by GARY YAMASAKI In a previous post, I addressed the point-of-view dynamics behind why we feel empathy for anti-heroes in movies. In this post, I will explore the possibility that the Acts 9 depiction of Saul of Taursus characterizes him as a biblical example of an anti-hero.
Saul first appears in Acts in the scene of the stoning of Stephen, receiving just a mention as a bystander at whose feet those doing the stoning put their cloaks (7:58). This represents a mere implicit indication that his sympathies lie with those engaged in the stoning, and explicit confirmation follows shortly thereafter in the form of a declaration by the Lukan narrator that Saul approved of the stoning (8:1). This begins a negative characterization of Saul, though 8:1 does not go so far as to depict him as a full-fledged villain. However, the next mention of Saul a chapter later does accomplish exactly that, as chapter 9 opens with a statement that he is not only breathing murderous threats against the followers of Jesus, but is even starting to engage in overt actions against them, in the form of seeking out authority to arrest any of them he might find in Damascus (9:1-2).
Because Saul is depicted as a villain, we would expect the narrator to use point-of-view crafting to distance the readers from him, and such distancing is accomplished through providing the readers with an objective experience of the character. And that is what we find as we examine the way Saul is characterized up to the first part of 9:2; we are given an entirely external view of him, a view limited just to what an objective observer could see.
Note, however, what happens in 9:2. This verse begins with the image of Saul appealing to the high priest for letters to the synagogues of Damascus, clearly an external view. But the verse continues with a purpose clause, setting out the reason why Saul wants the letters: to enable him to make arrests in Damascus. This is not an external view, for what he is thinking is not something an objective observer is able to discern. Rather, the only way the readers would be made privy to this information is by being taken inside the head of Saul by means of an inside view into his thinking, and it is this type of subjective experience of a character that contributes toward readers coming to experience the events of the story line through that character’s point of view.
Verse 3 states that a light from heaven flashes around him—another external view—and verse 4 reports that he falls to the ground and then “he heard a voice, saying to him, ‘Saul, Saul, why are you persecuting me?'” It has been suggested that a statement by a narrator that a character hears a particular thing should be considered an inside view, the reason being that an objective observer simply looking at a character is not privy to what the character is hearing, that taking a vantage point right inside the character’s head from which one can discern exactly what auditory data is registering in the character’s brain. This being the case, the narrator’s note in verse 4 that Saul heard “a voice” transports the readers into Saul’s head from which vantage point they can witness this dynamic occurring in his brain, and thus, verse 4 presents another subjective experience of Saul.
The content of verse 4 is also significant to informational-plane dynamics of point of view. A narrator’s causing a convergence between the information databases of readers and a particular character—that is, limiting the readers to only the information possessed by the character—forces the readers to experience the events of the story line through the same informational point of view as the character. And this is another way of providing readers with a subjective experience of a character.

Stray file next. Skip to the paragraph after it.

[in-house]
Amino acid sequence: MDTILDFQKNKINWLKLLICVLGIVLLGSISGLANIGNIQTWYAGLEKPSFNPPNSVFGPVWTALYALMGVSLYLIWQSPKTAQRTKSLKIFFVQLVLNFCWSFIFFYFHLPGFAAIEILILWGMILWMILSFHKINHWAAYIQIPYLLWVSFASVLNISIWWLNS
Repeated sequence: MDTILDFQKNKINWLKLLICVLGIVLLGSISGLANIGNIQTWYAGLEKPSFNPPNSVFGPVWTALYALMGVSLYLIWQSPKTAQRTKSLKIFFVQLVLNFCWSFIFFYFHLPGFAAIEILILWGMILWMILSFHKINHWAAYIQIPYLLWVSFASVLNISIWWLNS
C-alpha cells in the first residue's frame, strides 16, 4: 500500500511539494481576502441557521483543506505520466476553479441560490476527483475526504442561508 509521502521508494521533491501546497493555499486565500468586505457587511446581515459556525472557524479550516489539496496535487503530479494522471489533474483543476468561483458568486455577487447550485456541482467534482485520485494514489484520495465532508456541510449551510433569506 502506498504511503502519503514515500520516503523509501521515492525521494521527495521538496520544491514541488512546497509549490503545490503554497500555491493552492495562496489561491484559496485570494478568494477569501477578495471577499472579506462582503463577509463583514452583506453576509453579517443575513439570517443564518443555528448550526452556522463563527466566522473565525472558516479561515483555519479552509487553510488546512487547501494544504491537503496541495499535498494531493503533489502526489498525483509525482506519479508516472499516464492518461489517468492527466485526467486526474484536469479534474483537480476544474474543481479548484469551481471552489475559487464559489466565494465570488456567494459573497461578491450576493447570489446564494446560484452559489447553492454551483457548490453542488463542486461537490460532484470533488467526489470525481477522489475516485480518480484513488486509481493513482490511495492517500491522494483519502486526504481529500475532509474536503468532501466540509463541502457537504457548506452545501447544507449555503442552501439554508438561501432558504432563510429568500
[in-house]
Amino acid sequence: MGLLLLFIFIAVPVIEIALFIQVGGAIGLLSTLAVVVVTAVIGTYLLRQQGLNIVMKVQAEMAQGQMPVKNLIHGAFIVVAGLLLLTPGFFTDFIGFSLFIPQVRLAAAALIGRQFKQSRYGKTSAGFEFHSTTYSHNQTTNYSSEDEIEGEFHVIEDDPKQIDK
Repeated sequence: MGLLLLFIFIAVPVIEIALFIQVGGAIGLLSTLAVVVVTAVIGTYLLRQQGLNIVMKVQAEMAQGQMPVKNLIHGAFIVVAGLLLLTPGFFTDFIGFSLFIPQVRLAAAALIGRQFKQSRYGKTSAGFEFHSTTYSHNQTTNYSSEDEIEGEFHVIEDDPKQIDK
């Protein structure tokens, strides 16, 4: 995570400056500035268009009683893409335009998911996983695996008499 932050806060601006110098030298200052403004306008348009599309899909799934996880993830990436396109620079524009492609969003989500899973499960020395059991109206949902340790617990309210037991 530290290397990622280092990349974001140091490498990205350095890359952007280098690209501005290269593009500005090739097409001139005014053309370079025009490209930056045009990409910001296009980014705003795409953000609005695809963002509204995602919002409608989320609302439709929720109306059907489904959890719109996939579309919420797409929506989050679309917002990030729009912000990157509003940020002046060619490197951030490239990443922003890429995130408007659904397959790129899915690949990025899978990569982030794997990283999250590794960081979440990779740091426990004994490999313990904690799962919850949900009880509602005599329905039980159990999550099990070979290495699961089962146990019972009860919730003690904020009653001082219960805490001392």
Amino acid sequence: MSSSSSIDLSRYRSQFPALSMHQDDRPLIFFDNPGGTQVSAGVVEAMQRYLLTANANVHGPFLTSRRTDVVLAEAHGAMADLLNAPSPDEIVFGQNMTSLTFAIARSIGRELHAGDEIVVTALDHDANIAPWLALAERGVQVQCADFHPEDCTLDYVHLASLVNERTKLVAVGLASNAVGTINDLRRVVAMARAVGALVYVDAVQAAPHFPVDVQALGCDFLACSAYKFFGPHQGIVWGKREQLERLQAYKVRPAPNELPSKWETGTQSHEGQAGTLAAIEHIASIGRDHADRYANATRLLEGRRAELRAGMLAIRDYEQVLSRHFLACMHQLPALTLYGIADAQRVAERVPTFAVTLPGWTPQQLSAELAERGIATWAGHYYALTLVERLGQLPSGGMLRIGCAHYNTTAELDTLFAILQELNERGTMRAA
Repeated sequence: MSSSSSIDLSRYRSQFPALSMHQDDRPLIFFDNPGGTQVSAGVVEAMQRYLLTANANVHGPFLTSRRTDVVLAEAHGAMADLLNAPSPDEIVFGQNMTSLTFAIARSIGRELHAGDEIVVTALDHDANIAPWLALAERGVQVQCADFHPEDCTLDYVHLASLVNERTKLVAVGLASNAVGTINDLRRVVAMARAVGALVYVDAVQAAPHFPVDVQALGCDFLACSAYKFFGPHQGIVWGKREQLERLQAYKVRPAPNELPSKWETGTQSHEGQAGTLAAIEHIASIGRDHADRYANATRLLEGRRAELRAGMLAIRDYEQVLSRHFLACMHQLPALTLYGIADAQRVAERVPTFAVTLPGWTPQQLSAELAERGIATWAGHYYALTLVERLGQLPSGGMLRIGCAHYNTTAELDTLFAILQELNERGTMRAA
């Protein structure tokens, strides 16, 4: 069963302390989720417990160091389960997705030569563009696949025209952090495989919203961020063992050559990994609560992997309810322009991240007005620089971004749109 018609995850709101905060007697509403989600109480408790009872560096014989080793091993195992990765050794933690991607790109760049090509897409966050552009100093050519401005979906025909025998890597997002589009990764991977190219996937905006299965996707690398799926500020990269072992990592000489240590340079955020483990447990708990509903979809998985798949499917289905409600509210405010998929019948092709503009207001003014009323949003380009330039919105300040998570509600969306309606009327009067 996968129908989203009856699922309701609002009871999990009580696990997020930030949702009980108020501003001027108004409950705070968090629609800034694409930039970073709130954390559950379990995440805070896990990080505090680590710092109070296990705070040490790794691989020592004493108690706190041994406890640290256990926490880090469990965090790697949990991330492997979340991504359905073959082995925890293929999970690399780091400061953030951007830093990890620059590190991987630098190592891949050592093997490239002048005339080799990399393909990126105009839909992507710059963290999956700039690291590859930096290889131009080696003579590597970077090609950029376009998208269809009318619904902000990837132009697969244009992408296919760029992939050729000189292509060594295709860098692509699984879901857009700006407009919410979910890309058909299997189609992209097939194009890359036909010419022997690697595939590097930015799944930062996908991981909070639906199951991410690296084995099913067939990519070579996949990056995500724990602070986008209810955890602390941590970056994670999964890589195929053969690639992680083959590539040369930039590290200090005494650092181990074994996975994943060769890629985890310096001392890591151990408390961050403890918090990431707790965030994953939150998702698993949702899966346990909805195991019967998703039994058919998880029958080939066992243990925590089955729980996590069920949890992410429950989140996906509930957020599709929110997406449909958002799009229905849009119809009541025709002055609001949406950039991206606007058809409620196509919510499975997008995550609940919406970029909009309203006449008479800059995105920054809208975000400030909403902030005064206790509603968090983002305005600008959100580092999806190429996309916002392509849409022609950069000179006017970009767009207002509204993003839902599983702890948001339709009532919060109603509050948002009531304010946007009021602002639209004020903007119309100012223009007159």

Examination of verse 4 reveals that just such a convergence between the information databases of reader and character exists. First, it is clear Saul is not aware of the identity of the speaker of the words reported in verse 4, for he needs to ask about that identity in the following verse. Further, the readers are not privy to this information either, for the report of the words spoken are introduced just with the words “he heard a voice,” with no indication of whose voice it is. This creates a convergence between the databases of the readers and Saul, thus enhancing the readers’ subjective experience of Saul.
The beginning of verse 5 shows Saul asking for the identity of the voice, and the rest of the verse reports the response: “I am Jesus whom you are persecuting.” Note how this statement fills the voids in Saul’s database and the readers’ database simultaneously, thus preserving the convergence between the two databases, and this continues the readers’ subjective experience of Saul.
To summarize, Saul’s introduction into the story line depicts him as a villain, a characterization that would ordinarily warrant loathing towards him on the part of the readers. However, just as he is about to receive his comeuppance in the form of an encounter with the glorified Jesus, the readers are given a subjective experience of him, the type of experience that has the effect of creating within the readers a sense of empathy for Saul. And the readers’ being prompted to empathize with the villainous Saul fits the model of an anti-hero.
It remains to address why the narrator might wish for the readers to feel empathy for Saul in this situation. When villains end up being traumatized as payback for their evil deeds, it is only natural that the audience feel a sense of delight in their trauma. In this case, however, the Lukan narrator knows what the character Saul will turn out to be later in the story line, and so, would not want the readers to delight in his trauma. Given that Saul is to go on to be a hero, a more appropriate response here on the part of the readers would be empathy for Saul as he suffers. And the point-of-view crafting of this passage accomplishes precisely that result.